This was something of a dilemma, as we'd planned to cross up over the cliffs from one trail and across to the other. If we were in Little Dominguez Canyon as planned, we'd need to go over the cliffs on the north side of the trail. If we were instead in Big Dominguez Canyon, we'd need to cross south. If we chose the wrong direction, we'd end up in middle-of-nowhere wasteland somewhere between Delta, Grand Junction and Utah.
There was one hint that might help us: if we happened to be in Big Dominguez Canyon, we'd hit a junction with the Cactus Park trail at some point. And it damn well better have a sign to mark it.
We walked until Jess's feet were beginning to fall off. And I said, "Just ten more minutes." And we saw it: the sign. And then we knew where we were, and moments later found a campsite with a firepit and some flat ground for the tent, and set up to cook supper on a rock by the creek.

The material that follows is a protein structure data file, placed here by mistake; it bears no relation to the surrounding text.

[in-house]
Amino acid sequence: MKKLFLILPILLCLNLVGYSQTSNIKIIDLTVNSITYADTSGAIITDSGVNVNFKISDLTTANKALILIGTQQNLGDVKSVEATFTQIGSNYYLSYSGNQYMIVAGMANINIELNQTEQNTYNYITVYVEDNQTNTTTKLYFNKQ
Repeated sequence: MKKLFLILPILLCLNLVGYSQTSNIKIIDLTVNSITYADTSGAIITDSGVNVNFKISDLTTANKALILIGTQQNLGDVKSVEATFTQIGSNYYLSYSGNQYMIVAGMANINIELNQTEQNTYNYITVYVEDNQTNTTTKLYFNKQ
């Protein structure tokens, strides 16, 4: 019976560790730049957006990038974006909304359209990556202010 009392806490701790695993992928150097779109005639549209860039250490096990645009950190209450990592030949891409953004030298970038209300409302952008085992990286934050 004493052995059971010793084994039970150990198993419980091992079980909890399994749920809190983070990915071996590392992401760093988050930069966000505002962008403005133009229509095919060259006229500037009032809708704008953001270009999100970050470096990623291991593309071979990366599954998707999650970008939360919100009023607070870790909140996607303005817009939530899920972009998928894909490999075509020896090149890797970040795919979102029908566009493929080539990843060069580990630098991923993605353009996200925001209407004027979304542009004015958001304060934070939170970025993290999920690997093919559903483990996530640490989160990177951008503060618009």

I had brought frozen hamburgers, and by the time we reached camp they were thawed and ready to be cooked. We continued with our habit of documenting our meals, as if the ability to create a meal in the backcountry was a more impressive accomplishment than getting out there in the first place.
With pickles and french fries.
Jess breaks a stick for the fire. She was having trouble until I told her she had to yell "Hii-yah" when she broke it, like a karate master.
Before we went to bed last night, Jess had dropped the valve of her water bladder in the creek, and we boiled it to kill any parasites. She turned off the stove and, later, I picked it up and set it in the grass away from the creek, because there were too many signs of flash flooding closer to the creek and I didn't want it swept away if we had a storm during the night.